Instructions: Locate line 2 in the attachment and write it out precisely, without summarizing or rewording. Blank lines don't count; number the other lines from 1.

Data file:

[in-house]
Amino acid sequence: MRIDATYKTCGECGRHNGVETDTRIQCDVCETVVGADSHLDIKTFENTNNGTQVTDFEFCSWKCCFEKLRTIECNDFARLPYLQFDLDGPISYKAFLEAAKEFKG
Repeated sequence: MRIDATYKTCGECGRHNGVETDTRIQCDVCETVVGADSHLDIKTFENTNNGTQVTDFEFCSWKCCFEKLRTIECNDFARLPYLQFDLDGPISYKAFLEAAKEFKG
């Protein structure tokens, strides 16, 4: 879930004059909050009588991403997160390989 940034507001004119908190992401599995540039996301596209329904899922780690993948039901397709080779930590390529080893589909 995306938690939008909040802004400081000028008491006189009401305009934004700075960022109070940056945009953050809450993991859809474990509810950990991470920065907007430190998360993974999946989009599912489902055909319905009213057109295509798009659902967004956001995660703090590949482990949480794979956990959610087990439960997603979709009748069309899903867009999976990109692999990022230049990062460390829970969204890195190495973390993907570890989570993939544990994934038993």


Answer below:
Amino acid sequence: MRIDATYKTCGECGRHNGVETDTRIQCDVCETVVGADSHLDIKTFENTNNGTQVTDFEFCSWKCCFEKLRTIECNDFARLPYLQFDLDGPISYKAFLEAAKEFKG